Prior to each discharge cycle actuation, sufficient product is introduced at the infeed position adjacent sprocket 19, causing the chain loop to expand and the movable carriage 28 to move upwardly until a blade attached to the carriage 28 actuates switch 38, thus satisfying the second condition necessary for the start of the new chain advance to discharge zone 43. The master controller associated with the motor 26 permits this motor to rotate and begins to count revolutions of the motor 26 until the predetermined full count number of revolutions is satisfied--then the controller deenergizes motor 26 until the stack is discharged and the two necessary conditions are again fulfilled before the next cycle.
It will be appreciated that the carriage 28 moves upwardly with continuous product infeed and when the motor 26 is not operating, malfunction of downstream packaging equipment will cause extended deenergizing of motor 26. With continued input of new product, the upper portion of the chain loop continues to expand and the movable support moves past the "execute" switch 38 toward the upper stop or support bracket 35. The continued upward motion of the movable sprocket pairs could cause loss of chain loop tension control with the potential of erratic filling or jamming of the product in the pockets at the input position. To prevent this condition, the switch 37 initiates actuation of the cull mode. An additional switch (see 37' in FIG. 6) above switch 37 can be advantageously provided near the top limit of travel of the carriage 28 to prevent the carriage 28 from actually contacting the bracket 35.
When the downstream packaging equipment (not shown) begins operating, the control circuitry permits motor 26 to rotate and the system is returned to the normal operation described above. In fashion similar to the function provided by switch 37, the switch 40 prevents contact of the downwardly moving carriage with the lower stop provided by the support for the shaft 29.
The upper portion of FIG. 6 shows the basic control functions of the infeed controller Ci and its coacting relationship with the infeed drive motor 23. A cull switch activated by photoeye 42 is also shown, as it affects the motor control. In the bottom part of FIG. 6, various control functions are shown schematically in the discharge controller Cd as they affect motor control for the stacking discharge motor 26. Limit switches 37, 37', 38, 39 and 40 are also shown as they relate to control of the stacking motor 26. The controllers and servomotors are commercially available from Control Systems Research, Inc. of Pittsburgh, Pa.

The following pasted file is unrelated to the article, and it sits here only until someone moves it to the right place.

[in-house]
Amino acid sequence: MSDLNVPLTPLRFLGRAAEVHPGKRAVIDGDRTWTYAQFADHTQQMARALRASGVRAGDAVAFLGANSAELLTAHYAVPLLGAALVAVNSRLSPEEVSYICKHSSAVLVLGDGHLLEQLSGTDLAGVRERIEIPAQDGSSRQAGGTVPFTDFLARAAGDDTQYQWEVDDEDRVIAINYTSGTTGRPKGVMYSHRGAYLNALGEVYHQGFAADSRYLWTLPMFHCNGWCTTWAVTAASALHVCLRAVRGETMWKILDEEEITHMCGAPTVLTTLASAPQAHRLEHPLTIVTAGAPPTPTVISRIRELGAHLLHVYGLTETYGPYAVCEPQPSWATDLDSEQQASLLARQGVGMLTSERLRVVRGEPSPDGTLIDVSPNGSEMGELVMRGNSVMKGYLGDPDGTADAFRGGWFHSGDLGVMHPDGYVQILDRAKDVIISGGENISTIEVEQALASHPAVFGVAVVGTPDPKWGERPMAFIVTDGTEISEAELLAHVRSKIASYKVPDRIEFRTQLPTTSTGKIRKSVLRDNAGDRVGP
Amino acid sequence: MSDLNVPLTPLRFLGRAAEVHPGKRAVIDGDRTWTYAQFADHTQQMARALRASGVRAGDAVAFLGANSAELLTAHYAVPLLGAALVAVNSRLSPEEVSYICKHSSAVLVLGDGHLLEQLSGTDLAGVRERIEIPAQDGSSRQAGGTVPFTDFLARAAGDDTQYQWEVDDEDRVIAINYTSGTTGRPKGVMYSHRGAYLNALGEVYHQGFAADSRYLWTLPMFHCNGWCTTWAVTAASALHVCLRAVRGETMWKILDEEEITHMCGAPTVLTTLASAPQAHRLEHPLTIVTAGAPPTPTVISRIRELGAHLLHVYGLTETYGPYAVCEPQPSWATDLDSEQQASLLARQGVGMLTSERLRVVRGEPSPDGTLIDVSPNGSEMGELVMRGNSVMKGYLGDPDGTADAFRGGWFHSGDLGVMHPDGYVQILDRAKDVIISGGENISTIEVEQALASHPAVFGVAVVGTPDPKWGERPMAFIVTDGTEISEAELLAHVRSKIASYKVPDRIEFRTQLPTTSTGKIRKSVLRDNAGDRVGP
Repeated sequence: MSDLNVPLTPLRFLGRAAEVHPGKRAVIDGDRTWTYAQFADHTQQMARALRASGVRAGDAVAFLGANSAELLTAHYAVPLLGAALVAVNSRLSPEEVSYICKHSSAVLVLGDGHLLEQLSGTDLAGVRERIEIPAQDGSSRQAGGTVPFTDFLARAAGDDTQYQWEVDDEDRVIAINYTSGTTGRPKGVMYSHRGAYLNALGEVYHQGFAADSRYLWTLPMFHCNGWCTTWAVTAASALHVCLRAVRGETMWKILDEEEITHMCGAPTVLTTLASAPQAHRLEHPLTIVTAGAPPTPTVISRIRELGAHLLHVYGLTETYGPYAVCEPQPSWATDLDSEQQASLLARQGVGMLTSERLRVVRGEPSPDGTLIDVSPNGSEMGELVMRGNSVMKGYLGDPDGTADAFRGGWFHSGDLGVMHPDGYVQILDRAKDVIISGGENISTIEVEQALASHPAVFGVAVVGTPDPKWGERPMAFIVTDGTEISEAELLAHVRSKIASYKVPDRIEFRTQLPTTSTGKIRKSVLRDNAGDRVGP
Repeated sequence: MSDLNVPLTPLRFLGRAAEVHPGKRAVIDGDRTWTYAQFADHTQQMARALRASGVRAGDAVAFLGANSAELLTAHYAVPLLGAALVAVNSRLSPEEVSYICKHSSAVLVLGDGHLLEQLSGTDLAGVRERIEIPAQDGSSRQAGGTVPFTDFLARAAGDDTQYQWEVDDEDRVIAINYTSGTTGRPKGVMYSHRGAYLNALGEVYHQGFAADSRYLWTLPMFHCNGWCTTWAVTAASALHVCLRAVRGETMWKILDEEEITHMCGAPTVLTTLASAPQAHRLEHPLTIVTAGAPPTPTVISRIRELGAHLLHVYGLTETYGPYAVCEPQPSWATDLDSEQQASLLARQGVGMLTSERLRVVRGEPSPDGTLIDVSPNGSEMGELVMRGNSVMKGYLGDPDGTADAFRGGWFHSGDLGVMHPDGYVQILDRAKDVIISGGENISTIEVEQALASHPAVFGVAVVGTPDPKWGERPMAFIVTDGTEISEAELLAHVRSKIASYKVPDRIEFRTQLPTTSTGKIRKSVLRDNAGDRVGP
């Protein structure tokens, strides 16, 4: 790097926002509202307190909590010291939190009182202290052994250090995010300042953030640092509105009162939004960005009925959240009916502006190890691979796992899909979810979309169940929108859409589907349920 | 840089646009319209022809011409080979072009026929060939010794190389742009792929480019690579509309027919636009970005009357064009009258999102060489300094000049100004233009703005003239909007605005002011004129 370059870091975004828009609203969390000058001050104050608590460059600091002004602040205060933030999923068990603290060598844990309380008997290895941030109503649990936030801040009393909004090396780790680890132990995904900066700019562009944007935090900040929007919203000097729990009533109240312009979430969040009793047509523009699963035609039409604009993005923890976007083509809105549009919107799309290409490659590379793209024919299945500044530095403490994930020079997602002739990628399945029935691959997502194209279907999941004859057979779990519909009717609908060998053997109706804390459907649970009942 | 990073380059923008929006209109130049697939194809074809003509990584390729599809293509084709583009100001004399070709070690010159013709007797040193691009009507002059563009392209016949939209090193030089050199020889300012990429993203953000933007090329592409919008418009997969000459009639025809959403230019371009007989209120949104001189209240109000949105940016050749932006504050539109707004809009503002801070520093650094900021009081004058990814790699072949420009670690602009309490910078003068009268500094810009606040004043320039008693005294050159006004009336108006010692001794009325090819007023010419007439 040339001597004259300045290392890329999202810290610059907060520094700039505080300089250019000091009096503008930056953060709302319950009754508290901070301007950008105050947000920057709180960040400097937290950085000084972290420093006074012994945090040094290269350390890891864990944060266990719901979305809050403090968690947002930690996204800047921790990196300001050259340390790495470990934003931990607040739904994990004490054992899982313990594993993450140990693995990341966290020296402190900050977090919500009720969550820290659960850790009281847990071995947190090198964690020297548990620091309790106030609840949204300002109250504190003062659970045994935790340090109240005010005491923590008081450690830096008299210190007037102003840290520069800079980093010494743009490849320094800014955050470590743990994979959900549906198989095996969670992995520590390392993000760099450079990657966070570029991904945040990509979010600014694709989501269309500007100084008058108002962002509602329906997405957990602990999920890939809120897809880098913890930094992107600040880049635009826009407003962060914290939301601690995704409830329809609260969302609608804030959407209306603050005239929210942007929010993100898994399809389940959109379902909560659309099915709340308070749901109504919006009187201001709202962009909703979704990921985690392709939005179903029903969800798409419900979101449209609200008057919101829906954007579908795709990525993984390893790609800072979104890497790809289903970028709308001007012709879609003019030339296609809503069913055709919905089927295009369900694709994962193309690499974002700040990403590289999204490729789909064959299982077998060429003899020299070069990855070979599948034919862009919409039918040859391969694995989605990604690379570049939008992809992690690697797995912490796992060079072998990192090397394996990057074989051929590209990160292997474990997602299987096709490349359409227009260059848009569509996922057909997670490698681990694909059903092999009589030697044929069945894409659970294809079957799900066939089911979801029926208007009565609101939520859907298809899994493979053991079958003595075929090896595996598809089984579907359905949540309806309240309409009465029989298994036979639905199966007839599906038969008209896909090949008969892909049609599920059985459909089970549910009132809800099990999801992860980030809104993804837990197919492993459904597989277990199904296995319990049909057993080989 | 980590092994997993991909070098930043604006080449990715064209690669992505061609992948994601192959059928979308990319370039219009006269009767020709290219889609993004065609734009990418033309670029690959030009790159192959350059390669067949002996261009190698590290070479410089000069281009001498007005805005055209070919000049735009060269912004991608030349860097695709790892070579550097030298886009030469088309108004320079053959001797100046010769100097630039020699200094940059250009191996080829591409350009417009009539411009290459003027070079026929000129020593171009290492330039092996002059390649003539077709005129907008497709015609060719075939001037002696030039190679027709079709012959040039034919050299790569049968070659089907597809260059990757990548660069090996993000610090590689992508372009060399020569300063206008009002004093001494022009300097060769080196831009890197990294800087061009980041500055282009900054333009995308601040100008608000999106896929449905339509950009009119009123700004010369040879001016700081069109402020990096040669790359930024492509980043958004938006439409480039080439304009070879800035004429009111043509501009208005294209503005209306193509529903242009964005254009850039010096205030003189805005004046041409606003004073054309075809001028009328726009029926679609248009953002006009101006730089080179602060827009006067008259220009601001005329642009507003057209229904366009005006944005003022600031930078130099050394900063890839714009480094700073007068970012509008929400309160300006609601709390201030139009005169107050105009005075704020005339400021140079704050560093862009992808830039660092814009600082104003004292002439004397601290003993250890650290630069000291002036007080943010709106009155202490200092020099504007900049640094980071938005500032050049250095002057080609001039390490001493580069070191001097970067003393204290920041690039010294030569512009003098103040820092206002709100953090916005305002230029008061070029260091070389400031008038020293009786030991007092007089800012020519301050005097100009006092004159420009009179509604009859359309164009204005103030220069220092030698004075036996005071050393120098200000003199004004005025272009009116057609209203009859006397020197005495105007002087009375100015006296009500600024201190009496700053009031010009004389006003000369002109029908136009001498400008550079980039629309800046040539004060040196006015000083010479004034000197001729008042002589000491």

On the left side of FIG. 6, the dotted line 51 represents a machine line shaft connected mechanically (viz., by dotted line also) to a speed reference tachometer T1 and a resolver R1 (for angular rotation reference). These send signals to comparator circuits within the controller Ci. In like manner, feedback signals from a motor driven tachometer T2 and resolver R2 are also fed back and compared with the base reference. When the difference between these signals reaches "0", speed match occurs. That is, sprocket pair 19 is driven at a speed that presents one pocket for each machine revolution (and each product). The reference resolver R1 and feedback resolver R2 each provide signals to a rotation comparator in the controller Ci and when the difference between these signals is "0", the proper phase relationship is established. In essence, the resolvers keep track of the position of each diaper during one machine revolution--it being recognized that during one complete machine revolution, a diaper will move a predetermined distance through several processing steps. The resolvers are used to detect and to keep track of the exact position of the diaper, since its exact position must be known, especially for functions such as diaper entry into pockets between finger means 21--it being noted that this important relationship is maintained without any mechanical connections.
The infeed control system (upper half of FIG. 6) schematically shows a normally closed "cull" switch 42. As long as switch 42 is closed, motor 23 will be powered, but when culling occurs, the power circuit is interrupted and input motor 23 is deenergized.
In like manner, the basic machine speed reference from T1 is compared with the discharge feedback T3. In this instance, the discharge speed is not equal to machine speed, but will be proportional. The speed of stacking drive motor 26 is equal to at least twice the speed of infeed motor 23, however, both motors will operate at less than their full speed rating when the process machine is being run at slow speed.